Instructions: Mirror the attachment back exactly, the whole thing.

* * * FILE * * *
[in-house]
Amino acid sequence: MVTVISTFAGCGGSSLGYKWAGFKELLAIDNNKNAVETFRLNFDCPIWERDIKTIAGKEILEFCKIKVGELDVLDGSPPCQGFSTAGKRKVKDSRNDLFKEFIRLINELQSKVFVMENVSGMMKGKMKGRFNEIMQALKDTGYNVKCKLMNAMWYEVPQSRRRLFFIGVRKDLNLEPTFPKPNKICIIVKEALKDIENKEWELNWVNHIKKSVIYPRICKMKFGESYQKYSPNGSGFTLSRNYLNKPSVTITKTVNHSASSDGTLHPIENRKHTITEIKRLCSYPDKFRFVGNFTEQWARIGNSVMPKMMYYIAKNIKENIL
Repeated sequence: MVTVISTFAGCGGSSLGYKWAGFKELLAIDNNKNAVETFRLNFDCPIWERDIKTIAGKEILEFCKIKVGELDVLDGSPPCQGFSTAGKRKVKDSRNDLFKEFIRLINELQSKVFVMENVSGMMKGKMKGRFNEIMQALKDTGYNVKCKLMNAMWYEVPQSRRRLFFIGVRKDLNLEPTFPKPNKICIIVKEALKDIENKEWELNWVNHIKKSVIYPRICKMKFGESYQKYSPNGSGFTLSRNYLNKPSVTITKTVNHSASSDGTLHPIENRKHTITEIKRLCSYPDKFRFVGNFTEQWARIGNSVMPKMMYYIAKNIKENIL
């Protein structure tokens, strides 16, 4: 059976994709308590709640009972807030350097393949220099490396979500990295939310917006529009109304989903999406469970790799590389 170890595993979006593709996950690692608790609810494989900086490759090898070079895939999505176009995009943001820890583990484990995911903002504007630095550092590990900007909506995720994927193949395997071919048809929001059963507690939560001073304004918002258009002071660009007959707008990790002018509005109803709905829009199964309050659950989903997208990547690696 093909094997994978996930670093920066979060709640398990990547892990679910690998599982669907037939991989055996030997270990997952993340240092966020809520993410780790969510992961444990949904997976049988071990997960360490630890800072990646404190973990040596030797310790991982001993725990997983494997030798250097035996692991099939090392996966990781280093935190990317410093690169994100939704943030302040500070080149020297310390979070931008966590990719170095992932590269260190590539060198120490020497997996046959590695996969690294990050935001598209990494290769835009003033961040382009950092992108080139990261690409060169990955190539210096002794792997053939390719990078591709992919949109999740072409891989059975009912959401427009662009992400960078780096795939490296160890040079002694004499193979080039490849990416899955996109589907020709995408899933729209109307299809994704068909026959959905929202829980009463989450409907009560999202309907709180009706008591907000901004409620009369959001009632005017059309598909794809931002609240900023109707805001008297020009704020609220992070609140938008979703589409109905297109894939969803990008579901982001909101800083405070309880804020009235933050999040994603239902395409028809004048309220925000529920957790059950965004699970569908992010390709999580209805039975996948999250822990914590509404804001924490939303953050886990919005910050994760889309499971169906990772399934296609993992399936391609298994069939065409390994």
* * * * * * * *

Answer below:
[in-house]
Amino acid sequence: MVTVISTFAGCGGSSLGYKWAGFKELLAIDNNKNAVETFRLNFDCPIWERDIKTIAGKEILEFCKIKVGELDVLDGSPPCQGFSTAGKRKVKDSRNDLFKEFIRLINELQSKVFVMENVSGMMKGKMKGRFNEIMQALKDTGYNVKCKLMNAMWYEVPQSRRRLFFIGVRKDLNLEPTFPKPNKICIIVKEALKDIENKEWELNWVNHIKKSVIYPRICKMKFGESYQKYSPNGSGFTLSRNYLNKPSVTITKTVNHSASSDGTLHPIENRKHTITEIKRLCSYPDKFRFVGNFTEQWARIGNSVMPKMMYYIAKNIKENIL
Repeated sequence: MVTVISTFAGCGGSSLGYKWAGFKELLAIDNNKNAVETFRLNFDCPIWERDIKTIAGKEILEFCKIKVGELDVLDGSPPCQGFSTAGKRKVKDSRNDLFKEFIRLINELQSKVFVMENVSGMMKGKMKGRFNEIMQALKDTGYNVKCKLMNAMWYEVPQSRRRLFFIGVRKDLNLEPTFPKPNKICIIVKEALKDIENKEWELNWVNHIKKSVIYPRICKMKFGESYQKYSPNGSGFTLSRNYLNKPSVTITKTVNHSASSDGTLHPIENRKHTITEIKRLCSYPDKFRFVGNFTEQWARIGNSVMPKMMYYIAKNIKENIL
């Protein structure tokens, strides 16, 4: 059976994709308590709640009972807030350097393949220099490396979500990295939310917006529009109304989903999406469970790799590389 170890595993979006593709996950690692608790609810494989900086490759090898070079895939999505176009995009943001820890583990484990995911903002504007630095550092590990900007909506995720994927193949395997071919048809929001059963507690939560001073304004918002258009002071660009007959707008990790002018509005109803709905829009199964309050659950989903997208990547690696 093909094997994978996930670093920066979060709640398990990547892990679910690998599982669907037939991989055996030997270990997952993340240092966020809520993410780790969510992961444990949904997976049988071990997960360490630890800072990646404190973990040596030797310790991982001993725990997983494997030798250097035996692991099939090392996966990781280093935190990317410093690169994100939704943030302040500070080149020297310390979070931008966590990719170095992932590269260190590539060198120490020497997996046959590695996969690294990050935001598209990494290769835009003033961040382009950092992108080139990261690409060169990955190539210096002794792997053939390719990078591709992919949109999740072409891989059975009912959401427009662009992400960078780096795939490296160890040079002694004499193979080039490849990416899955996109589907020709995408899933729209109307299809994704068909026959959905929202829980009463989450409907009560999202309907709180009706008591907000901004409620009369959001009632005017059309598909794809931002609240900023109707805001008297020009704020609220992070609140938008979703589409109905297109894939969803990008579901982001909101800083405070309880804020009235933050999040994603239902395409028809004048309220925000529920957790059950965004699970569908992010390709999580209805039975996948999250822990914590509404804001924490939303953050886990919005910050994760889309499971169906990772399934296609993992399936391609298994069939065409390994």